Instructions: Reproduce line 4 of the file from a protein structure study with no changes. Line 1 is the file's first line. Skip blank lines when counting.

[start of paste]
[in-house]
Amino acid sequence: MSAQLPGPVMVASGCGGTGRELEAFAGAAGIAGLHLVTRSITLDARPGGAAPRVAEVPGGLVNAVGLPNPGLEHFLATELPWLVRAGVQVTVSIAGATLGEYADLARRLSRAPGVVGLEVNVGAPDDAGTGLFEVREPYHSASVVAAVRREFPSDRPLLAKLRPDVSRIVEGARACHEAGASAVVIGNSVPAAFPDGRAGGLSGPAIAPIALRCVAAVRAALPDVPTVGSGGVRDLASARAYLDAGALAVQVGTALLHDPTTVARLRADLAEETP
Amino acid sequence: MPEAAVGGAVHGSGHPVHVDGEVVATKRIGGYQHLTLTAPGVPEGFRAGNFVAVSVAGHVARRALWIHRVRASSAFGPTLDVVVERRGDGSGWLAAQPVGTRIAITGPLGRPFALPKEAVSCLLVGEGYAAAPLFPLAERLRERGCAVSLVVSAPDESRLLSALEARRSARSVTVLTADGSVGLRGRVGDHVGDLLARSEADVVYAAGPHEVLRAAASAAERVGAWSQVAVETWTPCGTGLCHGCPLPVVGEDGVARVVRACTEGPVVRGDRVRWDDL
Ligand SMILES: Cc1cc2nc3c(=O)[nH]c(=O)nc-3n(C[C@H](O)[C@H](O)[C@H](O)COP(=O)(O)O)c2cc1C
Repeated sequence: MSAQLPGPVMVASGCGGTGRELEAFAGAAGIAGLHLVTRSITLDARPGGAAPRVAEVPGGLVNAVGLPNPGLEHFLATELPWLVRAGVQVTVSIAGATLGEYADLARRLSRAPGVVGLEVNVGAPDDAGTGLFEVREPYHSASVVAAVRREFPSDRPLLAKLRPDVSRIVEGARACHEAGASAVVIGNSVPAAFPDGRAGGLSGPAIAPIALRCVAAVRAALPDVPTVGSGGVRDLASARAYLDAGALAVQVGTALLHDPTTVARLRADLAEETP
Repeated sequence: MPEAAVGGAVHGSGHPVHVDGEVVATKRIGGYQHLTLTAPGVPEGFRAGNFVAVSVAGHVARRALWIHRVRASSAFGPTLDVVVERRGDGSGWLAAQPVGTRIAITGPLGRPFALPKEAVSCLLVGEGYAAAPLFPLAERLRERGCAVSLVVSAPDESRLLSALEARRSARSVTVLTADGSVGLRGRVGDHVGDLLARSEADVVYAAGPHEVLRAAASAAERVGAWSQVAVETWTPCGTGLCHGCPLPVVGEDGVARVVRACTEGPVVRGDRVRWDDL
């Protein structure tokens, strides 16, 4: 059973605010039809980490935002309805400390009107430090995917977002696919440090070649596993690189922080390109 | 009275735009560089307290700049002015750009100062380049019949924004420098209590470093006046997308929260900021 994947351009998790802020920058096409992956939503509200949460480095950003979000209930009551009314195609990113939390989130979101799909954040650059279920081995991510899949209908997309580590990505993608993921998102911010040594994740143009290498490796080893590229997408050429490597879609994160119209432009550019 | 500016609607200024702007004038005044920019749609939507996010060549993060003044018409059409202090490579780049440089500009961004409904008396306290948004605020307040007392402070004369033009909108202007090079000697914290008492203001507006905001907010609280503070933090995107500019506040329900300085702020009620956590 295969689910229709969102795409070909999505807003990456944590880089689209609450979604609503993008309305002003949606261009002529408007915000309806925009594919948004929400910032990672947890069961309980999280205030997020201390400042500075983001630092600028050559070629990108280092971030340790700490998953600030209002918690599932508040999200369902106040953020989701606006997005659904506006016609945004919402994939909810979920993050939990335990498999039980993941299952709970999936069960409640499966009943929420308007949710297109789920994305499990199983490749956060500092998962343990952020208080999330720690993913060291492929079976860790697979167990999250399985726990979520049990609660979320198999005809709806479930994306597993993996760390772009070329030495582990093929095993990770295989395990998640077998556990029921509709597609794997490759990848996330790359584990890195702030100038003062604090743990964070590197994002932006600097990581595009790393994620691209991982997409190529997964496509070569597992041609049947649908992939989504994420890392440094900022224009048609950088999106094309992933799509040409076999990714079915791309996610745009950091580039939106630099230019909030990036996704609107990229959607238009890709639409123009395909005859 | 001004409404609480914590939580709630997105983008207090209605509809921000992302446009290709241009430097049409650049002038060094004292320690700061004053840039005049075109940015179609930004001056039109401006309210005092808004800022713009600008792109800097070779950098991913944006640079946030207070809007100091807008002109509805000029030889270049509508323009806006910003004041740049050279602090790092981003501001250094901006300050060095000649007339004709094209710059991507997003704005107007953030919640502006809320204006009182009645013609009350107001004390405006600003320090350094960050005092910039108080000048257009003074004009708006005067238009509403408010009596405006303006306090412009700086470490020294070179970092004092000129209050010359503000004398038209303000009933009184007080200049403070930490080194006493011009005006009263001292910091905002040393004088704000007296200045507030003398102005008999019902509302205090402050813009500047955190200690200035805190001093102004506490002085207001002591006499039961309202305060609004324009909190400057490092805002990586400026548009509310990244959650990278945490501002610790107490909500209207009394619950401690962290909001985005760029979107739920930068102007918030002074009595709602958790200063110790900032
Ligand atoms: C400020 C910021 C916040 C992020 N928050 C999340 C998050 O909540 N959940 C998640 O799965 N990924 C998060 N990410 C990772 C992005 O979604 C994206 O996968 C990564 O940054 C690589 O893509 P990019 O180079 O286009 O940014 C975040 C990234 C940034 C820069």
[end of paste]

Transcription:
Ligand SMILES: Cc1cc2nc3c(=O)[nH]c(=O)nc-3n(C[C@H](O)[C@H](O)[C@H](O)COP(=O)(O)O)c2cc1C